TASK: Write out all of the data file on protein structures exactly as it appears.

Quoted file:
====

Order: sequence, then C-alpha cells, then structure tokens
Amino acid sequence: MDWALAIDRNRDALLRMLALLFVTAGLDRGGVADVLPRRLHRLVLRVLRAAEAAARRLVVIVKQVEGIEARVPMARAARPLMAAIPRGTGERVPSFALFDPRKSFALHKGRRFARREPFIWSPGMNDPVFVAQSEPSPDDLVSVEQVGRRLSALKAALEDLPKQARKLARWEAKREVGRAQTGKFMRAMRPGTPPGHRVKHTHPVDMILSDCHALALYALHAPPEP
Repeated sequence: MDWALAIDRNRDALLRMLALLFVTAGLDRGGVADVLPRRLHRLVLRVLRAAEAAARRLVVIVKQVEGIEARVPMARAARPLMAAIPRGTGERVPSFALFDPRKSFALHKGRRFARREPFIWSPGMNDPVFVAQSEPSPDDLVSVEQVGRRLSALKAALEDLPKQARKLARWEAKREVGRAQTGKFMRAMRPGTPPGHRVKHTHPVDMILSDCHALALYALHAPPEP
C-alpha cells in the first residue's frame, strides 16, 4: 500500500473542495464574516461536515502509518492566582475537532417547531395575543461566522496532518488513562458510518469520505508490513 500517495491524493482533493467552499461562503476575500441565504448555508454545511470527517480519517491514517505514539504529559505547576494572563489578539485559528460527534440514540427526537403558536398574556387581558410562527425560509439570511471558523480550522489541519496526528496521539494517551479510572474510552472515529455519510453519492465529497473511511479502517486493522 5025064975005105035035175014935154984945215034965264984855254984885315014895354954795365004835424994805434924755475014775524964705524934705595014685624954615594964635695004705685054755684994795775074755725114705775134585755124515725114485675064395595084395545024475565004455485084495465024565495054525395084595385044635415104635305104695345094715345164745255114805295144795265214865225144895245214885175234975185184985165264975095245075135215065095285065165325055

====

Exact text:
Order: sequence, then C-alpha cells, then structure tokens
Amino acid sequence: MDWALAIDRNRDALLRMLALLFVTAGLDRGGVADVLPRRLHRLVLRVLRAAEAAARRLVVIVKQVEGIEARVPMARAARPLMAAIPRGTGERVPSFALFDPRKSFALHKGRRFARREPFIWSPGMNDPVFVAQSEPSPDDLVSVEQVGRRLSALKAALEDLPKQARKLARWEAKREVGRAQTGKFMRAMRPGTPPGHRVKHTHPVDMILSDCHALALYALHAPPEP
Repeated sequence: MDWALAIDRNRDALLRMLALLFVTAGLDRGGVADVLPRRLHRLVLRVLRAAEAAARRLVVIVKQVEGIEARVPMARAARPLMAAIPRGTGERVPSFALFDPRKSFALHKGRRFARREPFIWSPGMNDPVFVAQSEPSPDDLVSVEQVGRRLSALKAALEDLPKQARKLARWEAKREVGRAQTGKFMRAMRPGTPPGHRVKHTHPVDMILSDCHALALYALHAPPEP
C-alpha cells in the first residue's frame, strides 16, 4: 500500500473542495464574516461536515502509518492566582475537532417547531395575543461566522496532518488513562458510518469520505508490513 500517495491524493482533493467552499461562503476575500441565504448555508454545511470527517480519517491514517505514539504529559505547576494572563489578539485559528460527534440514540427526537403558536398574556387581558410562527425560509439570511471558523480550522489541519496526528496521539494517551479510572474510552472515529455519510453519492465529497473511511479502517486493522 5025064975005105035035175014935154984945215034965264984855254984885315014895354954795365004835424994805434924755475014775524964705524934705595014685624954615594964635695004705685054755684994795775074755725114705775134585755124515725114485675064395595084395545024475565004455485084495465024565495054525395084595385044635415104635305104695345094715345164745255114805295144795265214865225144895245214885175234975185184985165264975095245075135215065095285065165325055